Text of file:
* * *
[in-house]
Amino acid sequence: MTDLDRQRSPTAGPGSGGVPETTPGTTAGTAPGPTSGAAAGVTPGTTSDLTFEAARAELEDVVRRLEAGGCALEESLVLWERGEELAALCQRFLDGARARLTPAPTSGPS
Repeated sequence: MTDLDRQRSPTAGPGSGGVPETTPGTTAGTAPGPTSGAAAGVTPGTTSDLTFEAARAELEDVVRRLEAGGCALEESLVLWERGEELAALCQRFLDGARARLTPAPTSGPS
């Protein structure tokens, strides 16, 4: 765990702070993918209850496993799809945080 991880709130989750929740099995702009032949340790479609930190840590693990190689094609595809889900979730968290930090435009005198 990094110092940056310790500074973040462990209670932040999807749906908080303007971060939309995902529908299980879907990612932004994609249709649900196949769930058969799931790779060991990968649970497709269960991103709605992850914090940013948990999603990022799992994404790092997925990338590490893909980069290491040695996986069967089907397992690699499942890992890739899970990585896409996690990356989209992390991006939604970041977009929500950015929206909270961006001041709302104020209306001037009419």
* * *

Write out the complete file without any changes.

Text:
[in-house]
Amino acid sequence: MTDLDRQRSPTAGPGSGGVPETTPGTTAGTAPGPTSGAAAGVTPGTTSDLTFEAARAELEDVVRRLEAGGCALEESLVLWERGEELAALCQRFLDGARARLTPAPTSGPS
Repeated sequence: MTDLDRQRSPTAGPGSGGVPETTPGTTAGTAPGPTSGAAAGVTPGTTSDLTFEAARAELEDVVRRLEAGGCALEESLVLWERGEELAALCQRFLDGARARLTPAPTSGPS
């Protein structure tokens, strides 16, 4: 765990702070993918209850496993799809945080 991880709130989750929740099995702009032949340790479609930190840590693990190689094609595809889900979730968290930090435009005198 990094110092940056310790500074973040462990209670932040999807749906908080303007971060939309995902529908299980879907990612932004994609249709649900196949769930058969799931790779060991990968649970497709269960991103709605992850914090940013948990999603990022799992994404790092997925990338590490893909980069290491040695996986069967089907397992690699499942890992890739899970990585896409996690990356989209992390991006939604970041977009929500950015929206909270961006001041709302104020209306001037009419």